Couple takes wedding photos in a coffin
A Singaporean couple took a pre-wedding photo shoot to a new level after taking photos inside a coffin in honour of their undertaker jobs.
Jenny Tay and Darren Cheng, both undertakers, said death plays a central and important part in their lives hence its incorporation in the photo shoot.
“A large part of the shoot was definitely inspired by our jobs,” Ms Tay told the BBC during an interview.
The bride is also the daughter of one of Singapore’s most famous undertakers and has also written a children’s book about dealing with death.
“Wedding shoots are often staged at places which bring the most memories. For us, work plays such a huge part of our lives so we wanted to do it in style,” said Ms Tay.
Wedding photo shoots in Singapore are traditionally taken by many local couples ahead of their banquets. The couple’s wedding is set for October this year.
TALK ABOUT DEATH
The photo shoot was staged in a waterway park in Singapore and was initiated by the bride who said death is part of life and should not be viewed as taboo.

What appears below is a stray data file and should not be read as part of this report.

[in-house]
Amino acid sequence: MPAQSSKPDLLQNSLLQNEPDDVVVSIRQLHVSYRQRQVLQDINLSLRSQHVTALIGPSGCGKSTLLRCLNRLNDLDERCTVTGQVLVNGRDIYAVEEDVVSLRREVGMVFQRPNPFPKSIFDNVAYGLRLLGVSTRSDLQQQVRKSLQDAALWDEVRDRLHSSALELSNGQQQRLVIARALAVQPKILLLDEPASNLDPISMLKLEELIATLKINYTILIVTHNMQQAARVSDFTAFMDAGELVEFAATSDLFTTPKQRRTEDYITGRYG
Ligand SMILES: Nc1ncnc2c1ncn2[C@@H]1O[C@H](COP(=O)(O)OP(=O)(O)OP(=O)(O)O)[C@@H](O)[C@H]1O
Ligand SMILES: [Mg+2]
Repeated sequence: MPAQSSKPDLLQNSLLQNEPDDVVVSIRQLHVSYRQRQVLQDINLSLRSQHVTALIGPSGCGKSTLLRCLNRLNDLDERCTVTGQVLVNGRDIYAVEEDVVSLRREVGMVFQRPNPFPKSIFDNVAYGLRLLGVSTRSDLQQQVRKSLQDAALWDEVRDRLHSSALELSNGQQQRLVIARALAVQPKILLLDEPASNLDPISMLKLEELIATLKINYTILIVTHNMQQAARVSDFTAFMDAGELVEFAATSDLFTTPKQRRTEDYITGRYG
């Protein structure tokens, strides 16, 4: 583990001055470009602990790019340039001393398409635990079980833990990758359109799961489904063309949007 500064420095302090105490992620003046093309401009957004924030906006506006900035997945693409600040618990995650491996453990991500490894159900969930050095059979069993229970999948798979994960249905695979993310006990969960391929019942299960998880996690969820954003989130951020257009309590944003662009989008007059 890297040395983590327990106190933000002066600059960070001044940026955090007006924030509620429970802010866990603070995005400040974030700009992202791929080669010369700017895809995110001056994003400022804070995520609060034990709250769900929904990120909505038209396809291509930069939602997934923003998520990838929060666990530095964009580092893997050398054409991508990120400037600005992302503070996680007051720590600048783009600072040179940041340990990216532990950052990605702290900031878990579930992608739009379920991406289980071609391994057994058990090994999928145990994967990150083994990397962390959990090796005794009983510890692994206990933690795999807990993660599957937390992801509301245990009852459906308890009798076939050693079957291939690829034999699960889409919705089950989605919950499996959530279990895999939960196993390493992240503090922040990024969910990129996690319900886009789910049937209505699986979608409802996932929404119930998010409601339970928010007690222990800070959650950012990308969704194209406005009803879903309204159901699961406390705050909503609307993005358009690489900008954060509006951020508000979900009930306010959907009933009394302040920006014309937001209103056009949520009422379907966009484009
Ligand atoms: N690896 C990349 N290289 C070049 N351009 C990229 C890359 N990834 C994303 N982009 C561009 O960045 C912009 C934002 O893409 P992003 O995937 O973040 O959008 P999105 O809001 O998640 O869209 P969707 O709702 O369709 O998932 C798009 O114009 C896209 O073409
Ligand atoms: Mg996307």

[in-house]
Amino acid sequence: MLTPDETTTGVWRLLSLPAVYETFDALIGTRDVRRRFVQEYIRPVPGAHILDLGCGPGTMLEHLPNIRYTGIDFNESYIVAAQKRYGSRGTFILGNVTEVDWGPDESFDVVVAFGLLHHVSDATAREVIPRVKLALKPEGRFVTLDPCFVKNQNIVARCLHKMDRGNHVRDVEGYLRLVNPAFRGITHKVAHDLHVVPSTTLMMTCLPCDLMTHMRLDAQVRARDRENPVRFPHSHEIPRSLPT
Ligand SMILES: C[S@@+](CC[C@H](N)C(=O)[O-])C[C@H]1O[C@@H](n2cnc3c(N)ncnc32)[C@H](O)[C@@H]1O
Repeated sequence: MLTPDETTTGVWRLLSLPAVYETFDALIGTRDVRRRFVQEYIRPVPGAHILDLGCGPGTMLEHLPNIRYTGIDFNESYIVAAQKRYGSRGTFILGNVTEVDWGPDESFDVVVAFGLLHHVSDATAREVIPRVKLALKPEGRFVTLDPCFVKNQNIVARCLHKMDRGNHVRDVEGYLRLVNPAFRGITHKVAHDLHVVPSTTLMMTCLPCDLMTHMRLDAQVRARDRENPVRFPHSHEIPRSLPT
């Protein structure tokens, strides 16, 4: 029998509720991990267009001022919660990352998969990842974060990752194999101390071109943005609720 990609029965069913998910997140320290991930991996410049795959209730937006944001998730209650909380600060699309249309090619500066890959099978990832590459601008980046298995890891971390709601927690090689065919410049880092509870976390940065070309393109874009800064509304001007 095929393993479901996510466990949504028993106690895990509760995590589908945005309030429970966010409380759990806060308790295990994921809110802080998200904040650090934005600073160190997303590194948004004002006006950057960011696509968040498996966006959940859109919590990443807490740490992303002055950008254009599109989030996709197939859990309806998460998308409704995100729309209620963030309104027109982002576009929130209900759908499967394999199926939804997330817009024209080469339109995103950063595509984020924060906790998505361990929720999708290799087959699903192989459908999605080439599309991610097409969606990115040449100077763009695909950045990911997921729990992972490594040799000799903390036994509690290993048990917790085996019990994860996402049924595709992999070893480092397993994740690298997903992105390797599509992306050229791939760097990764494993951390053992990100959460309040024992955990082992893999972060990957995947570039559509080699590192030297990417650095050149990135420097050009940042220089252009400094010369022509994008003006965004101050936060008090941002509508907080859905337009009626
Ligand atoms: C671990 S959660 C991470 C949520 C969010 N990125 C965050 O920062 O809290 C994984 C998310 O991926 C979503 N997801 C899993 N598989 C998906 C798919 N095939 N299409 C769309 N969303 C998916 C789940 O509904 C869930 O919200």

“We wanted it to be pretty and whimsical, not at all morbid, so we staged it there and not in an actual cemetery,” Ms Tay explained.
The photo shoot to an entire day under what the couple termed as ‘very hot’ weather but they say they never intended to scare anyone.
“It’s important to talk about death; it’s part and parcel of everyone’s life. Many Asian societies often portray it negatively – we hope to be able to debunk that taboo by encouraging people to be open about death,” said Ms Tay.
The couple said they will however not display the coffin photos during their wedding so as not to disrespect any of their guests.
“Everyone has different opinions and it’s not possible for everyone to share the same line of thought as us,” she explained, adding that the couple will feature a set of “assassin-themed” wedding photographs taken in Japan instead.
A Star Wars-themed wedding shoot and another one based on the zombie apocalypse are some of the other creative shoots done by Singaporean couples.